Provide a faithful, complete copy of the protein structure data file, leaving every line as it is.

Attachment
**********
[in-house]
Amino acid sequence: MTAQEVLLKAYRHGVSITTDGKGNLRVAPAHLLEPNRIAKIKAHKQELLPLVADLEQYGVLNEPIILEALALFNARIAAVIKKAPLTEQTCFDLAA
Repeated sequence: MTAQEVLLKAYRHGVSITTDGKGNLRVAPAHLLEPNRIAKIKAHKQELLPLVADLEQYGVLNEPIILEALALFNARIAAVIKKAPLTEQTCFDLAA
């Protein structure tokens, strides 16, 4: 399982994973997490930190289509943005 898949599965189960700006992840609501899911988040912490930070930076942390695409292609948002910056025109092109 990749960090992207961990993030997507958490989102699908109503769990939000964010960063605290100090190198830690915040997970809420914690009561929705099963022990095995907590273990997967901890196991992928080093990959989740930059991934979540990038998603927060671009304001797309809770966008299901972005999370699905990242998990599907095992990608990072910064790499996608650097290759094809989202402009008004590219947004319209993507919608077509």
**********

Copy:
[in-house]
Amino acid sequence: MTAQEVLLKAYRHGVSITTDGKGNLRVAPAHLLEPNRIAKIKAHKQELLPLVADLEQYGVLNEPIILEALALFNARIAAVIKKAPLTEQTCFDLAA
Repeated sequence: MTAQEVLLKAYRHGVSITTDGKGNLRVAPAHLLEPNRIAKIKAHKQELLPLVADLEQYGVLNEPIILEALALFNARIAAVIKKAPLTEQTCFDLAA
């Protein structure tokens, strides 16, 4: 399982994973997490930190289509943005 898949599965189960700006992840609501899911988040912490930070930076942390695409292609948002910056025109092109 990749960090992207961990993030997507958490989102699908109503769990939000964010960063605290100090190198830690915040997970809420914690009561929705099963022990095995907590273990997967901890196991992928080093990959989740930059991934979540990038998603927060671009304001797309809770966008299901972005999370699905990242998990599907095992990608990072910064790499996608650097290759094809989202402009008004590219947004319209993507919608077509």